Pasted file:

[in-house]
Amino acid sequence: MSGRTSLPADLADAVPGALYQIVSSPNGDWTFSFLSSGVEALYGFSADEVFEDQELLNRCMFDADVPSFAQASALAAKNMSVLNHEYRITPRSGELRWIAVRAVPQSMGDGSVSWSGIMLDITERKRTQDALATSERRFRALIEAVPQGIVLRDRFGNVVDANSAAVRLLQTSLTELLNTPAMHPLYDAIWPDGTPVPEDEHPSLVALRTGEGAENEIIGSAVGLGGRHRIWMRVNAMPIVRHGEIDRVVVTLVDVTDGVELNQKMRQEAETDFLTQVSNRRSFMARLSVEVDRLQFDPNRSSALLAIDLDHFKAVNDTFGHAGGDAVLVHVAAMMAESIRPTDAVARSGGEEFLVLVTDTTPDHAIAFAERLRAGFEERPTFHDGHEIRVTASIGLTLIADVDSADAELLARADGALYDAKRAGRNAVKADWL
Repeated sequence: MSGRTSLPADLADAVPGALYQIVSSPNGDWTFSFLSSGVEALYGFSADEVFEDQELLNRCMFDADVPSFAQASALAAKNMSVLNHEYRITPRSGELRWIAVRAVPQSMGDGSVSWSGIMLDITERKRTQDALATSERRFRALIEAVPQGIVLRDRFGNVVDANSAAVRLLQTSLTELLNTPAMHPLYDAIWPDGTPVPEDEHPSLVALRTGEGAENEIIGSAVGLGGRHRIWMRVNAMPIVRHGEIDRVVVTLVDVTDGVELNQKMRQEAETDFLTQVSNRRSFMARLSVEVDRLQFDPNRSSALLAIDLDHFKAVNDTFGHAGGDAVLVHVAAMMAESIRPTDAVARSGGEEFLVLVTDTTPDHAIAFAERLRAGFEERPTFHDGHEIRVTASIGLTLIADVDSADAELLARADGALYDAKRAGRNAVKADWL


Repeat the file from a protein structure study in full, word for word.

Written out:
[in-house]
Amino acid sequence: MSGRTSLPADLADAVPGALYQIVSSPNGDWTFSFLSSGVEALYGFSADEVFEDQELLNRCMFDADVPSFAQASALAAKNMSVLNHEYRITPRSGELRWIAVRAVPQSMGDGSVSWSGIMLDITERKRTQDALATSERRFRALIEAVPQGIVLRDRFGNVVDANSAAVRLLQTSLTELLNTPAMHPLYDAIWPDGTPVPEDEHPSLVALRTGEGAENEIIGSAVGLGGRHRIWMRVNAMPIVRHGEIDRVVVTLVDVTDGVELNQKMRQEAETDFLTQVSNRRSFMARLSVEVDRLQFDPNRSSALLAIDLDHFKAVNDTFGHAGGDAVLVHVAAMMAESIRPTDAVARSGGEEFLVLVTDTTPDHAIAFAERLRAGFEERPTFHDGHEIRVTASIGLTLIADVDSADAELLARADGALYDAKRAGRNAVKADWL
Repeated sequence: MSGRTSLPADLADAVPGALYQIVSSPNGDWTFSFLSSGVEALYGFSADEVFEDQELLNRCMFDADVPSFAQASALAAKNMSVLNHEYRITPRSGELRWIAVRAVPQSMGDGSVSWSGIMLDITERKRTQDALATSERRFRALIEAVPQGIVLRDRFGNVVDANSAAVRLLQTSLTELLNTPAMHPLYDAIWPDGTPVPEDEHPSLVALRTGEGAENEIIGSAVGLGGRHRIWMRVNAMPIVRHGEIDRVVVTLVDVTDGVELNQKMRQEAETDFLTQVSNRRSFMARLSVEVDRLQFDPNRSSALLAIDLDHFKAVNDTFGHAGGDAVLVHVAAMMAESIRPTDAVARSGGEEFLVLVTDTTPDHAIAFAERLRAGFEERPTFHDGHEIRVTASIGLTLIADVDSADAELLARADGALYDAKRAGRNAVKADWL